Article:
Chapter 23 – Cowls: Closing In

I started off this morning by pulling the peel ply from the “3-ply” CF layup on the bottom aft edge of the top cowling.

I called it a 3-ply layup to make it simple in my last post, but actually only the front half of this layup, about where the sharp trailing edge terminates near the middle, has 3 full plies of CF.  From that point aft there is only one ply that is fairly narrow, borders the grey tape and terminates at nearly a point at the aft end of the cowling.  This is due to the narrow CF piece I added being fairly thin.  That being said, there is room for one more ply to fill this remaining lower area at the aft end of the cowling.

Again, this isn’t my preferred style of cowling closeout, but I realize that A) there has to be space allowed for the exhaust pipes —and that is THE reason you have this bulbous lower cowling meeting up with the top cowling TE; and B) not only is this how Mike Melvill designed it, but going with the design seemed to be the best path of least resistance in getting these cowling installs finished.  With that being said, I’ll remind everyone that this is an iterative process… mainly because I’m not only constructing the lower lip of the top cowling, but matching edge thicknesses between top and bottom cowlings as well.

I then prepped the surface on the right bottom side of the top cowling.  I cut another filler piece of Lantor Soric and applied it in about the same area as on the left side. I also had a narrow (less than 1/2″) one-ply CF filler piece for the dip at the seam of the aft and middle flange layups.

With all the prerequisite tasks out of the way, I laid up 3 plies of CF butting up to the edge of the bottom cowling on the lower side (gray tape) and along the top cowling TE on the front half and the top cowl original edge on the aft half.

I then peel plied the layup.  I’ll note that I used MGS 285 epoxy on this layup.

I already had a loose plan of how to layup the final plies of CF on the left bottom side of the top cowl, but that was accelerated a bit since I had some MGS 285 leftover in the cup from the right side (par usual… sigh).

My first ply on was what I discussed above, a very narrow wedge shape at the aft 8″ of the cowl, butting up against the gray tape edge and filling the area that only got one ply on the first go around.  I then added a ply that butted up against the aft end of the bump created by the embedded Lantor Soric piece.  This ply also butted up against the gray tape seam but was about 1/2″ shy of the sharp TE, wrapping around & upward just aft of where the TE dives into the vertical wall of the top cowl —which is clearly where the aft vertical segment begins.  This ply went a good inch up above the top seam of the small added CF strip, overlapping onto the original top cowl skin.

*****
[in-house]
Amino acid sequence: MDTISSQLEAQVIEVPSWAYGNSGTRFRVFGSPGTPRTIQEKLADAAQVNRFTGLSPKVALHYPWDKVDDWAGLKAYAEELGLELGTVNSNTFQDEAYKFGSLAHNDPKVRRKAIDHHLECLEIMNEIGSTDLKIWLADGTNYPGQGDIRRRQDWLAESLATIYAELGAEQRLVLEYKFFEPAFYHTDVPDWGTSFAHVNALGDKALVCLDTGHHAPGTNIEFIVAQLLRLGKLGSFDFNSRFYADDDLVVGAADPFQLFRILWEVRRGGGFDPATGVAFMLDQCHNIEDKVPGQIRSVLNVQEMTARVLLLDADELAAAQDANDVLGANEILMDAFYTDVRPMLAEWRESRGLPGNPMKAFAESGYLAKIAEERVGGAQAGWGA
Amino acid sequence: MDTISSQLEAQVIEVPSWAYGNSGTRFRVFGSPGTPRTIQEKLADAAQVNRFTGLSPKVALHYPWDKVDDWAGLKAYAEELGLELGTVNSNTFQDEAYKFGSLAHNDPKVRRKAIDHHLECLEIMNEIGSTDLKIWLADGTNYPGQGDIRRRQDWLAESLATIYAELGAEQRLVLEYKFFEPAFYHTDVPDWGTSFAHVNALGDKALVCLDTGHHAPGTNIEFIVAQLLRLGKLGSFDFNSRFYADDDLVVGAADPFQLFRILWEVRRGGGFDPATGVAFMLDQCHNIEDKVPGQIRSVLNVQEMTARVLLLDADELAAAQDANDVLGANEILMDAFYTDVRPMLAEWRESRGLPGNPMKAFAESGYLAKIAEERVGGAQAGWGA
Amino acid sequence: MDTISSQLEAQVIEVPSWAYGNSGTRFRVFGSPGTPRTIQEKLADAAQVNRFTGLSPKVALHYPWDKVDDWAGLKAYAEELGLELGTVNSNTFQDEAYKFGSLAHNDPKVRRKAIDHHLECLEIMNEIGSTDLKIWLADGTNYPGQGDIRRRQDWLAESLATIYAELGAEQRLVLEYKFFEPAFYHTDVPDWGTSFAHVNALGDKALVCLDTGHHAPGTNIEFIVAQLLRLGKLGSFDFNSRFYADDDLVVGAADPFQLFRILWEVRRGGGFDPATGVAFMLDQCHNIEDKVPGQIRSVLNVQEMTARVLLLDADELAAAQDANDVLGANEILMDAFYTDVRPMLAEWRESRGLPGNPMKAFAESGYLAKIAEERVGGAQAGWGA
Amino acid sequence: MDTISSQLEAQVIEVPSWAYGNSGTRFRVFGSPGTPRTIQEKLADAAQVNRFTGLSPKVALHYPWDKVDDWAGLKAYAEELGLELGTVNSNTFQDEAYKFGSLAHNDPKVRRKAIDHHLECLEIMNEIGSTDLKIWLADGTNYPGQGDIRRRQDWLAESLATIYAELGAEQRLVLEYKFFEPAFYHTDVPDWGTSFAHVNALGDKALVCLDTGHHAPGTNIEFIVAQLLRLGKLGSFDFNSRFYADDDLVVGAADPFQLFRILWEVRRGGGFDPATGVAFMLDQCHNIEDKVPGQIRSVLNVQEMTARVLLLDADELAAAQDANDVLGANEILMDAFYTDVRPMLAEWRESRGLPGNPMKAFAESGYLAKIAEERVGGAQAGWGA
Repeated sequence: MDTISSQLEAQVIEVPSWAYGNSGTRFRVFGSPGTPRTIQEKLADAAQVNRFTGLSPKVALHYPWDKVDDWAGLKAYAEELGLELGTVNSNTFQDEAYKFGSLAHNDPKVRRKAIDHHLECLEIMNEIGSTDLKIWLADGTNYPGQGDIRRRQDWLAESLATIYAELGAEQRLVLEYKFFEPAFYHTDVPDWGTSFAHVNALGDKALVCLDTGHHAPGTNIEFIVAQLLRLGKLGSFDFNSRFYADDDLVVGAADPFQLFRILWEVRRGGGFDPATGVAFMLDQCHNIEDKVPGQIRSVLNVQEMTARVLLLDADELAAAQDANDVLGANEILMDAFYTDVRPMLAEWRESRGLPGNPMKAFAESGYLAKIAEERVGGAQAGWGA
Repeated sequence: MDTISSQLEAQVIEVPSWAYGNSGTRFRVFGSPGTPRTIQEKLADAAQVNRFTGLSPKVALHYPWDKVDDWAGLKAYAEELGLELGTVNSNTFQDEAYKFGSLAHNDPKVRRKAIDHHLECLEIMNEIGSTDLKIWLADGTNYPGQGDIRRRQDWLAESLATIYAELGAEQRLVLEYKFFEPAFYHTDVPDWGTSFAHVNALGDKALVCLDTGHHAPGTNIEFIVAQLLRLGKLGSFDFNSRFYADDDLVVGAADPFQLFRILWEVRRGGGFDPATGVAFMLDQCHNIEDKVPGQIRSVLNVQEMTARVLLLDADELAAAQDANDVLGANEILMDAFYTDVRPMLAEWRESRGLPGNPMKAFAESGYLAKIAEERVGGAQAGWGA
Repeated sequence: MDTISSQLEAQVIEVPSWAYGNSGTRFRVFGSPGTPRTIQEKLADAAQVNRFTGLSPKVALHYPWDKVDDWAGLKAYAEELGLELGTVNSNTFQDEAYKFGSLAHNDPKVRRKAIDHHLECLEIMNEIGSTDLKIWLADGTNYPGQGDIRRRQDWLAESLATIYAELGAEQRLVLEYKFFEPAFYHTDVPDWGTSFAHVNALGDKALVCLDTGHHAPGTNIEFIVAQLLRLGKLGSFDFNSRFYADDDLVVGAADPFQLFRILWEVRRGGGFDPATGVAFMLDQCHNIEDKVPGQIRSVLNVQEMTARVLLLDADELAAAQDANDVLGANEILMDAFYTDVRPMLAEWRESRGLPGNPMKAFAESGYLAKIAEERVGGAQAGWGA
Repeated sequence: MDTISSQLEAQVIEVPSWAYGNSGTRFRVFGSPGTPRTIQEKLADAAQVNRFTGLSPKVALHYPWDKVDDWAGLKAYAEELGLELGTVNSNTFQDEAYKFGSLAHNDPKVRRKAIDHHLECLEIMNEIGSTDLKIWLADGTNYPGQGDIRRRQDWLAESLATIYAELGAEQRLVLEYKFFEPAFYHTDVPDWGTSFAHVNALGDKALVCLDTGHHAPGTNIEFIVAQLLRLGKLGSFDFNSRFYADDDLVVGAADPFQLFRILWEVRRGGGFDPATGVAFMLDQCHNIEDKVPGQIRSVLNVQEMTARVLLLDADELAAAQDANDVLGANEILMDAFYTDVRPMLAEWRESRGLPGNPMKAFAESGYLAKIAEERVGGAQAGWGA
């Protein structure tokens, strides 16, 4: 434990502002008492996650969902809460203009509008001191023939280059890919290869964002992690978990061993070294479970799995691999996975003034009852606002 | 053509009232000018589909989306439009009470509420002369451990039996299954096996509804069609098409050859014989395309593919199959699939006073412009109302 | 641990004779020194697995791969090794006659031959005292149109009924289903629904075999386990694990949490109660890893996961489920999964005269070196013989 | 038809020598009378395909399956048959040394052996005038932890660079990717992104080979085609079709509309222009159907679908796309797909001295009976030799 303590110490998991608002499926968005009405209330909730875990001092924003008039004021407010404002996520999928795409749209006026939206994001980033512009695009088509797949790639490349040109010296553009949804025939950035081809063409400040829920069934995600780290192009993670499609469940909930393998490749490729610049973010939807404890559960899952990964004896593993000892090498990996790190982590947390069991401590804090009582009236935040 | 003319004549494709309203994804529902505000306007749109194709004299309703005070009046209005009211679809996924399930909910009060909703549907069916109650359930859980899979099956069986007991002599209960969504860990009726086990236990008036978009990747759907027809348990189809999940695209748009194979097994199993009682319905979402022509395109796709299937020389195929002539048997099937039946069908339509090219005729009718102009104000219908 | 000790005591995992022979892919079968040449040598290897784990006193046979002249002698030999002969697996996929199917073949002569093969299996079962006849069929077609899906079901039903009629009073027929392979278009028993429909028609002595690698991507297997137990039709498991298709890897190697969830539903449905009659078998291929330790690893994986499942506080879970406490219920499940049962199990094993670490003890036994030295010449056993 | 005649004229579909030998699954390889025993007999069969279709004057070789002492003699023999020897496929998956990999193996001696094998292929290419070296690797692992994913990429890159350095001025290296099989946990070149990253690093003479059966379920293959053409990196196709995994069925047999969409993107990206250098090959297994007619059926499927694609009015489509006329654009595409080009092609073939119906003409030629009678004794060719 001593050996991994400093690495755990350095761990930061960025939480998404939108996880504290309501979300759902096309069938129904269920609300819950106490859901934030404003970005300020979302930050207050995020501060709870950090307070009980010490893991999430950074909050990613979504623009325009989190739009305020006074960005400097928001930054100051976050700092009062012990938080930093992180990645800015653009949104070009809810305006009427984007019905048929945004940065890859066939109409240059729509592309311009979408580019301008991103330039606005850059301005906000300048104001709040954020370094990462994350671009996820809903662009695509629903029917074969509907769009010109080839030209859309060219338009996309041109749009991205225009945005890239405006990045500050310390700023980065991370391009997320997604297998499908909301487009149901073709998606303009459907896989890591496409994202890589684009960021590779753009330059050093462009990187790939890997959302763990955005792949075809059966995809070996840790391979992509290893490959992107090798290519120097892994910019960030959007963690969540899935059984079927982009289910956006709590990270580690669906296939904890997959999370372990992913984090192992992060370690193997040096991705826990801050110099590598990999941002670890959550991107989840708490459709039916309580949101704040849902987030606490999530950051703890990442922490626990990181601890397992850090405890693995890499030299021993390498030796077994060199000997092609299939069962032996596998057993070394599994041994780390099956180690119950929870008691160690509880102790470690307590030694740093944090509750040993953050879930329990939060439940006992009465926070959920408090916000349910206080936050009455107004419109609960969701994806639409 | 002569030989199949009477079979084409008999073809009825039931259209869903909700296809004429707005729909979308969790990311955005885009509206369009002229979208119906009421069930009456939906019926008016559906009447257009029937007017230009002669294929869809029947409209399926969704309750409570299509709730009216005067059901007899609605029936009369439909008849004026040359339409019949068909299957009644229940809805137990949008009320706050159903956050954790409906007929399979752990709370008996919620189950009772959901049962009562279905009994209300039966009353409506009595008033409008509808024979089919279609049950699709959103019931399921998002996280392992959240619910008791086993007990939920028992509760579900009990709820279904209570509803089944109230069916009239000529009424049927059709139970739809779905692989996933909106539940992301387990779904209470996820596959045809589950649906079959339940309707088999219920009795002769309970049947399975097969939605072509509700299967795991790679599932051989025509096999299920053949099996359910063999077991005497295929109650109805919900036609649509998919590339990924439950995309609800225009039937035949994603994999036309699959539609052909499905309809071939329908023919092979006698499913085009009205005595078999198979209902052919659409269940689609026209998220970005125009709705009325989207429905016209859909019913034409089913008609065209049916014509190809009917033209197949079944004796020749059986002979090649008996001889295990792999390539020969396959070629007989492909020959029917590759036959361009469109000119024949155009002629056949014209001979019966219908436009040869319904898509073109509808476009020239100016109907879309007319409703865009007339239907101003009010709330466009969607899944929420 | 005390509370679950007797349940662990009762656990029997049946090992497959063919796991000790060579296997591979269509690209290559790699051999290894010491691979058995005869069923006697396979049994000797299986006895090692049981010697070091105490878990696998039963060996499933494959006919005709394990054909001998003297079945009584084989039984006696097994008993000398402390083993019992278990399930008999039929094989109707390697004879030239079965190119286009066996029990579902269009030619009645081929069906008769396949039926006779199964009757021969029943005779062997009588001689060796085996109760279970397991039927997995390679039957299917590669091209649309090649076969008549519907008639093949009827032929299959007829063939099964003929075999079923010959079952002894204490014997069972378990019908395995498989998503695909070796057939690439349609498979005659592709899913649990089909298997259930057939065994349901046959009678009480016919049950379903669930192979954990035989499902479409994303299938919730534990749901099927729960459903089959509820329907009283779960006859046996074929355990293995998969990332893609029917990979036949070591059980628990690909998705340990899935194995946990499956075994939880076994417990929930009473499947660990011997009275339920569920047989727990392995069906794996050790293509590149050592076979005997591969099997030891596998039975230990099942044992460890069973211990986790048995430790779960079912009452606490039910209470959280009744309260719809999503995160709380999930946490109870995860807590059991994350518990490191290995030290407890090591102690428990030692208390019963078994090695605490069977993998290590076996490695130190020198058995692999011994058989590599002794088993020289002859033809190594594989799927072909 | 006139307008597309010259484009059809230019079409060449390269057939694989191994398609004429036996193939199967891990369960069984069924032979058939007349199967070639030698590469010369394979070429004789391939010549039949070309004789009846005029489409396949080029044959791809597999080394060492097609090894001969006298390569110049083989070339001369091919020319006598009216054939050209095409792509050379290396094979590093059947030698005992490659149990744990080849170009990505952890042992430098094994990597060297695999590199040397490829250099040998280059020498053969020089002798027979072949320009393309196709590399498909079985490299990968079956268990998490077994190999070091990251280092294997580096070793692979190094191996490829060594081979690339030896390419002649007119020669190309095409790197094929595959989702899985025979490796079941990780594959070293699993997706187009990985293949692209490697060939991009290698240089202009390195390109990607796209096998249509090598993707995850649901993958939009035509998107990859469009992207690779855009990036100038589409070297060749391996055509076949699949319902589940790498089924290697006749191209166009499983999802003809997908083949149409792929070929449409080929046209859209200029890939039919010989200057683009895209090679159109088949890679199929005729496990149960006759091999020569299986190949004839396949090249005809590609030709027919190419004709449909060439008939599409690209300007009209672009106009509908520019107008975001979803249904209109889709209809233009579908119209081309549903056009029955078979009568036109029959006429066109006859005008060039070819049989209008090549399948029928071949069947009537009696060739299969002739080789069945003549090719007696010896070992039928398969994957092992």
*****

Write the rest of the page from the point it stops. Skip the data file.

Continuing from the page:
Except for about 3″ on the very outboard side where this bottom side lip meets the wing root edge (full width CF in this area), none of the remaining plies touched the bottom side TE… yet all abutted/terminated at the gray tape seam and came up from there in stepped fashion.   I didn’t need to add any more to the TE since it’s already way off balance with a low flat profile on the top, and a fat bulbous profile on the bottom.  My main goal this round was to simply add thickness to the bottom edge at the seam with the bottom cowl edge to match elevation.

All above ply descriptors aside, the bottom line is that I met my design objective of having 5 CF plies on the bottom edge of the top cowl lower side meeting up at the seam with the 5-ply CF thick bottom cowl edge.

I then peel plied the left side round #2 (and very possibly final) CF layup.

Tomorrow my plan is to knock out round 2 on the right side.  I may very well end up adding a ply or two of CF on the left side as filler, but beyond that it is very close to being complete.  At some point I will have to hand off the final top cowl bottom side “makeover” to Mr. Micro and let him do his job too!

Pressing forward!

Leave a Reply

Your email address will not be published. Required fields are marked *

This site uses Akismet to reduce spam. Learn how your comment data is processed.